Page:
District of Columbia

In Washington, D.C., the 2008 Clean and Affordable Energy Act established a Sustainable Energy Trust Fund (SETF) and created a “Sustainable Energy Utility.” The SETF is funded by a surcharge to all electric and natural gas ratepayers in the District of Columbia. In 2012, the D.C. Sustainable Energy Utility (DCSEU) launched a Small-Scale Solar Initiative, a pilot for low-income residents in Wards 7 and 8, which resulted in 54 photovoltaic installations to reduce their energy costs. At no upfront cost to the homeowners, the installations were financed using a combination of SRECs, federal tax incentives, DCSEU incentives, and contractor financing.  


The successful Small-Scale Solar Initiative evolved into the 2015 Solar Advantage Plus Program, which provided rebates to authorized solar installers for installing solar panels on income-qualified homes across every Ward in the District. Funded by the District of Columbia’s Department of Energy and Environment (DOEE), and implemented by the DCSEU, the Solar Advantage Plus Program covered the full cost to install solar panels on single-family homes owned or rented by income-qualified District residents. Authorized solar installers received a maximum rebate of $10,000 per system. The 2015 Solar Advantage Plus Program operated on a first-come, first-served basis and rebate fulfillment was dependent on funding availability.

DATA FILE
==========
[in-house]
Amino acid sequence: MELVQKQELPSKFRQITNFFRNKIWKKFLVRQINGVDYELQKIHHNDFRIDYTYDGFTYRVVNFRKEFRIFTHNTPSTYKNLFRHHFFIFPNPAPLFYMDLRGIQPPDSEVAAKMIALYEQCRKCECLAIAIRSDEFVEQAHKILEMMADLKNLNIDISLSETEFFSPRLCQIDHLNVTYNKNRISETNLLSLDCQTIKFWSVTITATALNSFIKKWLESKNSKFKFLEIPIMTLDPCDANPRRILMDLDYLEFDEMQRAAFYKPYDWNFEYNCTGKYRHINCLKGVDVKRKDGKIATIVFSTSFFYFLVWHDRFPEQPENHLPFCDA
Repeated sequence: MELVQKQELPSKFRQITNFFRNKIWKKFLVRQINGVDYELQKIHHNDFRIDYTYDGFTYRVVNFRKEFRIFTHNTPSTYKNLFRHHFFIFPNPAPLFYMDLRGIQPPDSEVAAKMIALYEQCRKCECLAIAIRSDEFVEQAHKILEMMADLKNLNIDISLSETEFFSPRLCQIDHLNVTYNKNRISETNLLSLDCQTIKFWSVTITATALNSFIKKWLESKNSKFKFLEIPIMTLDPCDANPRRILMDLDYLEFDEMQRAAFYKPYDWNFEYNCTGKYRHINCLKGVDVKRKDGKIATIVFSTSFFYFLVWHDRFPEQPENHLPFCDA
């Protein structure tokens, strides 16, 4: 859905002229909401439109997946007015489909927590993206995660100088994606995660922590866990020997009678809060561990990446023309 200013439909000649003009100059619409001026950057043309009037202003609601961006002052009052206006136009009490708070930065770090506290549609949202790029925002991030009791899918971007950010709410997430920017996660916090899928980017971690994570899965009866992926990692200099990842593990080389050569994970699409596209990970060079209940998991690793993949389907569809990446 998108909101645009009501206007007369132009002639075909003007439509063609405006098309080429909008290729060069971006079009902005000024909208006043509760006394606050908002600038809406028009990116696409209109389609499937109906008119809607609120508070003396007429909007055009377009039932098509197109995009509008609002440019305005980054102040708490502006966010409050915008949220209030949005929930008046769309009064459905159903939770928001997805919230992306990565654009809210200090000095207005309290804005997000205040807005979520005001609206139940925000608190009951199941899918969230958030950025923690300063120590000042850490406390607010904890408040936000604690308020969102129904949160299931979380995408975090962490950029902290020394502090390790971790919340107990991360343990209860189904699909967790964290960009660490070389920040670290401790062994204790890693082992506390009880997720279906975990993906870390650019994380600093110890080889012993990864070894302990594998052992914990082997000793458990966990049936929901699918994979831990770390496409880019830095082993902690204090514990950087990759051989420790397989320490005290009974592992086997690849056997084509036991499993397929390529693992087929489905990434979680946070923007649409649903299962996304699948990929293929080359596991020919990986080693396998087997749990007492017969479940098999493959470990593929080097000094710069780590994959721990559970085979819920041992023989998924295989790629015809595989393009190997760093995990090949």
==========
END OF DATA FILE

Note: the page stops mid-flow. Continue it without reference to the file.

In 2016, demand for the program (called the Affordable Solar Program) was very high and the DCSEU was funded to serve 140 homes in fiscal year 2016. To date, the DCSEU, working with a number of local contractors, has installed over 500 solar PV systems through its income-qualified solar programming.

In July 2016, DC Mayor Muriel Bowser singed into a law the Renewable Portfolio Standard Expansion Amendment Act of 2016 (B21-0650), setting the stage for a significant expansion of the District’s investment in low-income solar. The Act requires the District to set the following goals:

  • Increase the amount of energy to be consumed from renewable sources to 50% by 2032;
  • Increase the amount of locally generated solar energy from 2.5% in 2023 to 5% by 2032; and
  • Establish the “Solar for All Program” to increase access to solar power benefits (includes rooftop, multifamily, and community solar models) to seniors, small local businesses, nonprofits and low-income households,  with the goal of reducing electric bills of at least 100,000 district low-income households by at least 50% by 2032.